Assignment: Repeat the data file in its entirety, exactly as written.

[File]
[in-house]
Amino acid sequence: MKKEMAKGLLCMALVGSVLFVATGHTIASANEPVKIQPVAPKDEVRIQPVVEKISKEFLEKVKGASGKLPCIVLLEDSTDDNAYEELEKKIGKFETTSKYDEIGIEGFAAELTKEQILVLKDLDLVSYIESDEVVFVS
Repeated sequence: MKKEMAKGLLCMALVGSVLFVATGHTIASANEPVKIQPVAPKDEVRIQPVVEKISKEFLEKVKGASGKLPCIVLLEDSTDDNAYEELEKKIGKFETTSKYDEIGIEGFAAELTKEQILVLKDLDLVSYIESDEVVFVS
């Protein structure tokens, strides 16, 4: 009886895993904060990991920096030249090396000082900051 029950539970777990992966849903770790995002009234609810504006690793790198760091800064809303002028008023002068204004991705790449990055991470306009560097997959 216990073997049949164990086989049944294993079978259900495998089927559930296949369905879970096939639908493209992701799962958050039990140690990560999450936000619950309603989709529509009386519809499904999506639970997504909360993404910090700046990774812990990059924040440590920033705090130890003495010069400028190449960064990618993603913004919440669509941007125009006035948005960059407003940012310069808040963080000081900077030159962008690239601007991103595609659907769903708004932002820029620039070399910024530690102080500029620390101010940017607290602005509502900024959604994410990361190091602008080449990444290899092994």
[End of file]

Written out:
[in-house]
Amino acid sequence: MKKEMAKGLLCMALVGSVLFVATGHTIASANEPVKIQPVAPKDEVRIQPVVEKISKEFLEKVKGASGKLPCIVLLEDSTDDNAYEELEKKIGKFETTSKYDEIGIEGFAAELTKEQILVLKDLDLVSYIESDEVVFVS
Repeated sequence: MKKEMAKGLLCMALVGSVLFVATGHTIASANEPVKIQPVAPKDEVRIQPVVEKISKEFLEKVKGASGKLPCIVLLEDSTDDNAYEELEKKIGKFETTSKYDEIGIEGFAAELTKEQILVLKDLDLVSYIESDEVVFVS
């Protein structure tokens, strides 16, 4: 009886895993904060990991920096030249090396000082900051 029950539970777990992966849903770790995002009234609810504006690793790198760091800064809303002028008023002068204004991705790449990055991470306009560097997959 216990073997049949164990086989049944294993079978259900495998089927559930296949369905879970096939639908493209992701799962958050039990140690990560999450936000619950309603989709529509009386519809499904999506639970997504909360993404910090700046990774812990990059924040440590920033705090130890003495010069400028190449960064990618993603913004919440669509941007125009006035948005960059407003940012310069808040963080000081900077030159962008690239601007991103595609659907769903708004932002820029620039070399910024530690102080500029620390101010940017607290602005509502900024959604994410990361190091602008080449990444290899092994």